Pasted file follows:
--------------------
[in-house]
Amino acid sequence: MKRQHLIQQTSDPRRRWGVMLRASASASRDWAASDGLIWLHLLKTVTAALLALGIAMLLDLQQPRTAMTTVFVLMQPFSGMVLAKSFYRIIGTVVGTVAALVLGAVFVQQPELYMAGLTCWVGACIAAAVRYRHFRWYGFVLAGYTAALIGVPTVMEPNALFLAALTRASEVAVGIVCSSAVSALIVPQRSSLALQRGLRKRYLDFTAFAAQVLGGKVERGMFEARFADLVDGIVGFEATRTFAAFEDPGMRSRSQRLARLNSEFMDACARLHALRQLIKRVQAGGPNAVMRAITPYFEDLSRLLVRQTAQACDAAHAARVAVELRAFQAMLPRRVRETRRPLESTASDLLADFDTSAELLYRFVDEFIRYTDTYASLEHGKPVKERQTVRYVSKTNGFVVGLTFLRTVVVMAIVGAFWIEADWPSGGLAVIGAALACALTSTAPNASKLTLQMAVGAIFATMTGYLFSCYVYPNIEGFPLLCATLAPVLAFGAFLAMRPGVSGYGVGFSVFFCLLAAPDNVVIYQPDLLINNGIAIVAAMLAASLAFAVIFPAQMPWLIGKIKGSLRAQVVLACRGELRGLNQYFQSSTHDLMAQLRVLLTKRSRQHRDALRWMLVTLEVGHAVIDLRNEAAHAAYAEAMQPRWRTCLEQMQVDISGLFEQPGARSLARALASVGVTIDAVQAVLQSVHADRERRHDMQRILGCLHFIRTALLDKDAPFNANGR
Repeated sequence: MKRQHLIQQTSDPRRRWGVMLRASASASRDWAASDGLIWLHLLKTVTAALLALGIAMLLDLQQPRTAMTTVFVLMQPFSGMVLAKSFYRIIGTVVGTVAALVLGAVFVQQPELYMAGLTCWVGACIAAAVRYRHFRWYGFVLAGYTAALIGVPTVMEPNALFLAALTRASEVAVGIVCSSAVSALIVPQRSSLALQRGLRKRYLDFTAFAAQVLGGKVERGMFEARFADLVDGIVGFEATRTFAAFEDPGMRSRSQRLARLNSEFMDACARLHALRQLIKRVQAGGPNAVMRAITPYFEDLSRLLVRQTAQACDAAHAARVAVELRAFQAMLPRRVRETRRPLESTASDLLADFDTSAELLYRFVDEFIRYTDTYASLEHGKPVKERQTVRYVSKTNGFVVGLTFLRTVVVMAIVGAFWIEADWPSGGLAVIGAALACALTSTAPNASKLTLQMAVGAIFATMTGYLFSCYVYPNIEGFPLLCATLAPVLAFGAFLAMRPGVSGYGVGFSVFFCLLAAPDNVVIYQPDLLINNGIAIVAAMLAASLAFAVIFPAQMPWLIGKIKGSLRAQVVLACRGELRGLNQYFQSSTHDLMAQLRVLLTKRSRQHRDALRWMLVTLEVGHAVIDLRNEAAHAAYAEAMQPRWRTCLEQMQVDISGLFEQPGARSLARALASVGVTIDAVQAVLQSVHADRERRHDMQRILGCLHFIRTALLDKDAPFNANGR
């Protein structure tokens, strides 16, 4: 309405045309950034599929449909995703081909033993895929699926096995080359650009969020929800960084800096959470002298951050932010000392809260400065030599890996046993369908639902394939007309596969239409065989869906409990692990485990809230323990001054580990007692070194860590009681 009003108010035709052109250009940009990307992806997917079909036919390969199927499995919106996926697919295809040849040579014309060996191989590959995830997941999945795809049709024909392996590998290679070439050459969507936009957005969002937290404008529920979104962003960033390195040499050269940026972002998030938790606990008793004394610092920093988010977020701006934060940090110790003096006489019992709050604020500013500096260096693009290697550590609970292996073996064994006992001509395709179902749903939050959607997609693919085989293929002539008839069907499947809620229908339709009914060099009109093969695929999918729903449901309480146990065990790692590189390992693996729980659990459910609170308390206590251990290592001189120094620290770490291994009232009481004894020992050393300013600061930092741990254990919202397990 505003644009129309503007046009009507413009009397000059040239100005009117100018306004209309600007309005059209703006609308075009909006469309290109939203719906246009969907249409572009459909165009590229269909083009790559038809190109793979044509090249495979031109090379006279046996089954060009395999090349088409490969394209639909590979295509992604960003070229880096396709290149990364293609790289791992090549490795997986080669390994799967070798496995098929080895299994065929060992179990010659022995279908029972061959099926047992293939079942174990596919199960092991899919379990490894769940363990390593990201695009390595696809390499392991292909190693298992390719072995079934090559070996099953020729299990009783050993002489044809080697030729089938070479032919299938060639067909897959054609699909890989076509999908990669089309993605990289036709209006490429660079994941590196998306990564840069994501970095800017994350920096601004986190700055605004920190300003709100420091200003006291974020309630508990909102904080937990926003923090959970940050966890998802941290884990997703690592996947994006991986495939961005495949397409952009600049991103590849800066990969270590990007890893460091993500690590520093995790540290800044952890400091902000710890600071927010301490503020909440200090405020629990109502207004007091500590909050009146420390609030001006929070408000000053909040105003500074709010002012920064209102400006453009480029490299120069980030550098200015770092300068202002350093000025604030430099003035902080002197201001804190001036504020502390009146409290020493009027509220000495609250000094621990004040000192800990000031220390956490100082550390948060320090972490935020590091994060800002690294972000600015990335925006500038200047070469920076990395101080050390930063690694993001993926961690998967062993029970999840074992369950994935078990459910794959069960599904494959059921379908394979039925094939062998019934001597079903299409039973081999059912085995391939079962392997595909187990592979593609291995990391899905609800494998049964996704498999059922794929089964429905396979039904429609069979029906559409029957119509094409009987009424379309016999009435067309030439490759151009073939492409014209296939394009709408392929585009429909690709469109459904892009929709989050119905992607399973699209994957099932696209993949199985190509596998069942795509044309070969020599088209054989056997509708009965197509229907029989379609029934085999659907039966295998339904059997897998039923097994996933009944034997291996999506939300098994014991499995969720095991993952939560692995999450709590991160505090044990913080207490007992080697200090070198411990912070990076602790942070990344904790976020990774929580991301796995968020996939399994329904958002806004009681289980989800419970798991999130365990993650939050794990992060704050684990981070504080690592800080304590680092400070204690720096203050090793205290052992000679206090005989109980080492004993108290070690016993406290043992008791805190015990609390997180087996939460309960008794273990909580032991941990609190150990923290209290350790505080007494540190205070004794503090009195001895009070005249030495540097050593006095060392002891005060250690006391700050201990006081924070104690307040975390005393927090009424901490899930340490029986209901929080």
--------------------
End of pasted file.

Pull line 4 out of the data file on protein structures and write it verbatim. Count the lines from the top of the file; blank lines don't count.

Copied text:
């Protein structure tokens, strides 16, 4: 309405045309950034599929449909995703081909033993895929699926096995080359650009969020929800960084800096959470002298951050932010000392809260400065030599890996046993369908639902394939007309596969239409065989869906409990692990485990809230323990001054580990007692070194860590009681 009003108010035709052109250009940009990307992806997917079909036919390969199927499995919106996926697919295809040849040579014309060996191989590959995830997941999945795809049709024909392996590998290679070439050459969507936009957005969002937290404008529920979104962003960033390195040499050269940026972002998030938790606990008793004394610092920093988010977020701006934060940090110790003096006489019992709050604020500013500096260096693009290697550590609970292996073996064994006992001509395709179902749903939050959607997609693919085989293929002539008839069907499947809620229908339709009914060099009109093969695929999918729903449901309480146990065990790692590189390992693996729980659990459910609170308390206590251990290592001189120094620290770490291994009232009481004894020992050393300013600061930092741990254990919202397990 505003644009129309503007046009009507413009009397000059040239100005009117100018306004209309600007309005059209703006609308075009909006469309290109939203719906246009969907249409572009459909165009590229269909083009790559038809190109793979044509090249495979031109090379006279046996089954060009395999090349088409490969394209639909590979295509992604960003070229880096396709290149990364293609790289791992090549490795997986080669390994799967070798496995098929080895299994065929060992179990010659022995279908029972061959099926047992293939079942174990596919199960092991899919379990490894769940363990390593990201695009390595696809390499392991292909190693298992390719072995079934090559070996099953020729299990009783050993002489044809080697030729089938070479032919299938060639067909897959054609699909890989076509999908990669089309993605990289036709209006490429660079994941590196998306990564840069994501970095800017994350920096601004986190700055605004920190300003709100420091200003006291974020309630508990909102904080937990926003923090959970940050966890998802941290884990997703690592996947994006991986495939961005495949397409952009600049991103590849800066990969270590990007890893460091993500690590520093995790540290800044952890400091902000710890600071927010301490503020909440200090405020629990109502207004007091500590909050009146420390609030001006929070408000000053909040105003500074709010002012920064209102400006453009480029490299120069980030550098200015770092300068202002350093000025604030430099003035902080002197201001804190001036504020502390009146409290020493009027509220000495609250000094621990004040000192800990000031220390956490100082550390948060320090972490935020590091994060800002690294972000600015990335925006500038200047070469920076990395101080050390930063690694993001993926961690998967062993029970999840074992369950994935078990459910794959069960599904494959059921379908394979039925094939062998019934001597079903299409039973081999059912085995391939079962392997595909187990592979593609291995990391899905609800494998049964996704498999059922794929089964429905396979039904429609069979029906559409029957119509094409009987009424379309016999009435067309030439490759151009073939492409014209296939394009709408392929585009429909690709469109459904892009929709989050119905992607399973699209994957099932696209993949199985190509596998069942795509044309070969020599088209054989056997509708009965197509229907029989379609029934085999659907039966295998339904059997897998039923097994996933009944034997291996999506939300098994014991499995969720095991993952939560692995999450709590991160505090044990913080207490007992080697200090070198411990912070990076602790942070990344904790976020990774929580991301796995968020996939399994329904958002806004009681289980989800419970798991999130365990993650939050794990992060704050684990981070504080690592800080304590680092400070204690720096203050090793205290052992000679206090005989109980080492004993108290070690016993406290043992008791805190015990609390997180087996939460309960008794273990909580032991941990609190150990923290209290350790505080007494540190205070004794503090009195001895009070005249030495540097050593006095060392002891005060250690006391700050201990006081924070104690307040975390005393927090009424901490899930340490029986209901929080």